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Sunday, May 12, 2013

'Corporate Boards Are Still Failing'

Dean Baker:

Corporate Boards Are Still Failing: The median pay for a member of the board of a Fortune 500 company is almost $240,000 a year. This typically involves 4-8 meetings a year. One of the top priorities of the board is supposed to be ensuring that top management doesn't rip off the company. They have not been doing a very good job as Gretchen Morgenson points out in her column today. That raises the question of what exactly the get all this money for? ...

Gretchen Morgenson:

Directors Disappoint by What They Don’t Do: Directors of some high-profile public companies are coming under scrutiny this proxy season. Shareholder advocates say it’s about time.
The coming meeting of JPMorgan Chase shareholders, to be held in Tampa, Fla., on May 21, is a case in point. Directors on that board are under fire for not monitoring the bank’s risk management, a failure highlighted by last year’s $6 billion trading loss... Shareholder advisory firms have recommended voting against some of the directors on the risk policy committee and audit committee, so it will be interesting to see what kind of support those board members receive at the election.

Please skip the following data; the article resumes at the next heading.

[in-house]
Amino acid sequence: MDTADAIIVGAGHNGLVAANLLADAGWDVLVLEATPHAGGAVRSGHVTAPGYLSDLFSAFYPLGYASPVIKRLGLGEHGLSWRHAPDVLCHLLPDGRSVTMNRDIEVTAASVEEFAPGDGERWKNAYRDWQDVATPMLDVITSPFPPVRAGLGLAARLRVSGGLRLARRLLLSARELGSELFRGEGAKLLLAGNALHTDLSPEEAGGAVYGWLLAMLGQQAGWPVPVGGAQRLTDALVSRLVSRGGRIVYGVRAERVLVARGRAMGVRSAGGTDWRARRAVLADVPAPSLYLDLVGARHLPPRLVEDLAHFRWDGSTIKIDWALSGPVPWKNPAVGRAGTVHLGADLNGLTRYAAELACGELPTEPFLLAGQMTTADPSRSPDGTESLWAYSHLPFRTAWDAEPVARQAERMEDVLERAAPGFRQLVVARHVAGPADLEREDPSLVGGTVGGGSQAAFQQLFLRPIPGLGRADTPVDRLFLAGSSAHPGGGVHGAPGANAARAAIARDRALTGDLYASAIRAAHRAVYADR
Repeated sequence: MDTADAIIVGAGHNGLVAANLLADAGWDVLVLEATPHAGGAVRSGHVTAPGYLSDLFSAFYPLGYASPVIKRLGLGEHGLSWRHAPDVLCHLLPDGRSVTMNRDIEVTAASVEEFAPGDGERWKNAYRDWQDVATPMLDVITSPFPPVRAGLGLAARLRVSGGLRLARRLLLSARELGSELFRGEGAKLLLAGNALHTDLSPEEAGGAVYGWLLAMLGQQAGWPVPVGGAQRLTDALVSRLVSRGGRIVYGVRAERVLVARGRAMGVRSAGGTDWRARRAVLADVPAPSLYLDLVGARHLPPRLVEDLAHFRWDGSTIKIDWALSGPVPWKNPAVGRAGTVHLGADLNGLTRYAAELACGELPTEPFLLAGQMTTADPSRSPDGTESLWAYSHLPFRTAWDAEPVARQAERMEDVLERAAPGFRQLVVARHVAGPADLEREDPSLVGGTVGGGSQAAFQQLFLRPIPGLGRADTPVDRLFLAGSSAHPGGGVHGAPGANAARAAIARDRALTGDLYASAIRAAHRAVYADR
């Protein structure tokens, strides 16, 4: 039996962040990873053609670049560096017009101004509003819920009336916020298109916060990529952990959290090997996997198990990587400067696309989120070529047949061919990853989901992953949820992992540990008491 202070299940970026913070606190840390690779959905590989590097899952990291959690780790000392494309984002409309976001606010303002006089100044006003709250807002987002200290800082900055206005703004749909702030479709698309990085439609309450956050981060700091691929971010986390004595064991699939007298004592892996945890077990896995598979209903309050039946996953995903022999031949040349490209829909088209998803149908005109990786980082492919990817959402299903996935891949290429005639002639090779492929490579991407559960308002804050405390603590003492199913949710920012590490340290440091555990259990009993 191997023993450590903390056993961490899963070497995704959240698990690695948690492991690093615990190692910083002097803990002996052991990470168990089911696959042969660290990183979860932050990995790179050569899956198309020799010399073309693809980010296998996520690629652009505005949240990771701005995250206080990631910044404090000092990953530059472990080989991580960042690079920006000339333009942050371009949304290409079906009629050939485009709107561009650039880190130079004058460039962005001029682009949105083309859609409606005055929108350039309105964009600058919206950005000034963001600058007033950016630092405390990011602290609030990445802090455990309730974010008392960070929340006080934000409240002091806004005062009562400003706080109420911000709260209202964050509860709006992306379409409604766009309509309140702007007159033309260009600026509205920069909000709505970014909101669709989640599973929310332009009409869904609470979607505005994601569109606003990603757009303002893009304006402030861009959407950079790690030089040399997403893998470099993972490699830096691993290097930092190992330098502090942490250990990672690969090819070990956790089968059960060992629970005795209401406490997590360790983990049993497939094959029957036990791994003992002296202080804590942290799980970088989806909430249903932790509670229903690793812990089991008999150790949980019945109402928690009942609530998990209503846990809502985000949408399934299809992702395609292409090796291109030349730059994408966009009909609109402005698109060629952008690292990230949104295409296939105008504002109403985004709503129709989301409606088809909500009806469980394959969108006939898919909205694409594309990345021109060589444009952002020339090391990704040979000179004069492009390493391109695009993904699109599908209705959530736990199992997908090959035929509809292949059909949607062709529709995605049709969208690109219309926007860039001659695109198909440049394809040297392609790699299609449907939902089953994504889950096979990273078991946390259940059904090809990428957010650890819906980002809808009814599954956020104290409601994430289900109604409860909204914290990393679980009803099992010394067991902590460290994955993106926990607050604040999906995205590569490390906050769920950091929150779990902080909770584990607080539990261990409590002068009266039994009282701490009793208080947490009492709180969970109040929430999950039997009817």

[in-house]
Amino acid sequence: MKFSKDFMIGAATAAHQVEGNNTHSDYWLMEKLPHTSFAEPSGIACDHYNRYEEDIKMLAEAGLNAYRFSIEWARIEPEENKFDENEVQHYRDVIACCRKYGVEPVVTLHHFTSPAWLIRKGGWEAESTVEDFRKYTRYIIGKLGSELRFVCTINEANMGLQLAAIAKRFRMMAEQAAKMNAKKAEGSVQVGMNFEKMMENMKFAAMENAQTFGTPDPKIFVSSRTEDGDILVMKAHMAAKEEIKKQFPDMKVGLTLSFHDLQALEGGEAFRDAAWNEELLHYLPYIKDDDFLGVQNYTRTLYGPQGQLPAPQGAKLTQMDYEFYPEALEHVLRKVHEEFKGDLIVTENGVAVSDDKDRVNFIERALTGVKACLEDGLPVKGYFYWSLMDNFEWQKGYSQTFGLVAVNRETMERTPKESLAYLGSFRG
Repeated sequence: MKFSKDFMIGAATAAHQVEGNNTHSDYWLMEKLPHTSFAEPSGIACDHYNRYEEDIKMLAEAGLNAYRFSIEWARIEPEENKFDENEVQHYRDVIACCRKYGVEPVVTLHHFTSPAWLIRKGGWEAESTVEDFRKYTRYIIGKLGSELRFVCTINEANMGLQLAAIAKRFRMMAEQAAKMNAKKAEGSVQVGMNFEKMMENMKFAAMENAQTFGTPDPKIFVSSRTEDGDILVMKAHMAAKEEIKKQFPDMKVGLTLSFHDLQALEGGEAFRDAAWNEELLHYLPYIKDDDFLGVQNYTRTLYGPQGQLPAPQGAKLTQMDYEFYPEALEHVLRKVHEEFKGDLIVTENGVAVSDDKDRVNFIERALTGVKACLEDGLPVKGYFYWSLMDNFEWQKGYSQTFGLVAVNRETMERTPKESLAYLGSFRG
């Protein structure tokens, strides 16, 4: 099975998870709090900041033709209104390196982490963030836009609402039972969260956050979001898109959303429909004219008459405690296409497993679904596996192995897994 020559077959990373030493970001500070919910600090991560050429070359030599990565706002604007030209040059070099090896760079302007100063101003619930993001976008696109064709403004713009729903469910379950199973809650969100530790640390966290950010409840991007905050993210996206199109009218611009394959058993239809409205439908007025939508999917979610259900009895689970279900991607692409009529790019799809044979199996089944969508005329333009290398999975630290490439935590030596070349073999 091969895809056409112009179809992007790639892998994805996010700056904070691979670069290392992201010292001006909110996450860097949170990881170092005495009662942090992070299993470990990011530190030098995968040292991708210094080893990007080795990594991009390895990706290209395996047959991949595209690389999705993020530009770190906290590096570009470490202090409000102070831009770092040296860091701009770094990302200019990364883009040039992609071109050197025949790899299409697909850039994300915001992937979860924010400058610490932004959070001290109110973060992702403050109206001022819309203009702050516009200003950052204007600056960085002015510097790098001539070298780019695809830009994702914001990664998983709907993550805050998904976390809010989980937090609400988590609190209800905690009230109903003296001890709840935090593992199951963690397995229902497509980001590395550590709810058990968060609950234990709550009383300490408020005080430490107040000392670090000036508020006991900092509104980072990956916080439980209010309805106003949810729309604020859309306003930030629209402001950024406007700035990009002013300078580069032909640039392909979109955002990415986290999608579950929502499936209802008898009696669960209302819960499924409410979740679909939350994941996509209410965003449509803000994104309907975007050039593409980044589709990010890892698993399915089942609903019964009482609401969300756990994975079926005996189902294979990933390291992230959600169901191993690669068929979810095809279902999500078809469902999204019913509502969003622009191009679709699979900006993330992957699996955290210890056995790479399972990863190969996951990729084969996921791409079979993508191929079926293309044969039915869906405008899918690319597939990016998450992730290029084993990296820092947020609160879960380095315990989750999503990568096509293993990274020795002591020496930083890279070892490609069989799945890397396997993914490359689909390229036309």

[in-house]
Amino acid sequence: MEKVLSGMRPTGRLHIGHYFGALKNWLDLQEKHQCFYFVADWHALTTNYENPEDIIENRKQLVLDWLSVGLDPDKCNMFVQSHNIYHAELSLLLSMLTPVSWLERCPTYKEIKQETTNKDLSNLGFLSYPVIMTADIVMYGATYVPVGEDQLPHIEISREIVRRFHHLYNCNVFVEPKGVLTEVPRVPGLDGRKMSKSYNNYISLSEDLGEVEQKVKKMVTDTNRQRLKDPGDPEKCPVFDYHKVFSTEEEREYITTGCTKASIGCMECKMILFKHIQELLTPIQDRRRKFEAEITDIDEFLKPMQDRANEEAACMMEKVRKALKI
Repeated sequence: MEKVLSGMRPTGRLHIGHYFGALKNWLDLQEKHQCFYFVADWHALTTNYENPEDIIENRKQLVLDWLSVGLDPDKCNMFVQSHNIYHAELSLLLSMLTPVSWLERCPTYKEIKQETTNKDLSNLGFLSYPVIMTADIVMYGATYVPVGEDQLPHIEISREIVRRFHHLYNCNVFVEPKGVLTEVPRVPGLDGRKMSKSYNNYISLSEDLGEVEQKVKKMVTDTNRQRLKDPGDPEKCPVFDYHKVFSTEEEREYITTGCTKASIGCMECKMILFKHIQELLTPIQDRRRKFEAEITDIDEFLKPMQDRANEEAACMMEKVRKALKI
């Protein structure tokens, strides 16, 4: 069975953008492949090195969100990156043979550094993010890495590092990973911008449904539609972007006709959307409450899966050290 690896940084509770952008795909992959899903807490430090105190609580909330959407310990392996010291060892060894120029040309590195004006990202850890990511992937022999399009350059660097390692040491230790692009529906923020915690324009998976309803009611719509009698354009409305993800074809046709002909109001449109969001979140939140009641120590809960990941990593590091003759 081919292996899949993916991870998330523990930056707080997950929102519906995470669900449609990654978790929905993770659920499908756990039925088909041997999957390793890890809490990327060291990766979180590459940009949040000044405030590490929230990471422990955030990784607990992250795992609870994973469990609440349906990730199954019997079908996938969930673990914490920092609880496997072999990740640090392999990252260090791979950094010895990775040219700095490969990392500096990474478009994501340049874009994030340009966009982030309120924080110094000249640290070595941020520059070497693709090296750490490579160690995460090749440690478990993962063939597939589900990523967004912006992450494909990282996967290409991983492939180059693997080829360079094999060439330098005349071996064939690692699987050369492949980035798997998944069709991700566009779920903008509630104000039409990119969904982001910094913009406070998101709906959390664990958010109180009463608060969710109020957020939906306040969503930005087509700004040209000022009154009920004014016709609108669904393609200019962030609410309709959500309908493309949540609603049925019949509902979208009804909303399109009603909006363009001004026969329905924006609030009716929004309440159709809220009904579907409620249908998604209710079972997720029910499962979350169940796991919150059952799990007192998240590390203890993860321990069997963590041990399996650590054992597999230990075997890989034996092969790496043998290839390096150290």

The risk-management fiasco at JPMorgan was an obvious failing, but directors of public companies often let down their outside shareholders in ways that are more subtle, but equally important... Directors commonly neglect chief executive succession planning and inadequately analyze company performance as it relates to managers’ pay. ...

See also Lucian Bebchuk here (academic papers) and here (op-eds).

    Posted by on Sunday, May 12, 2013 at 07:44 AM in Economics, Market Failure | Permalink  Comments (8)

          


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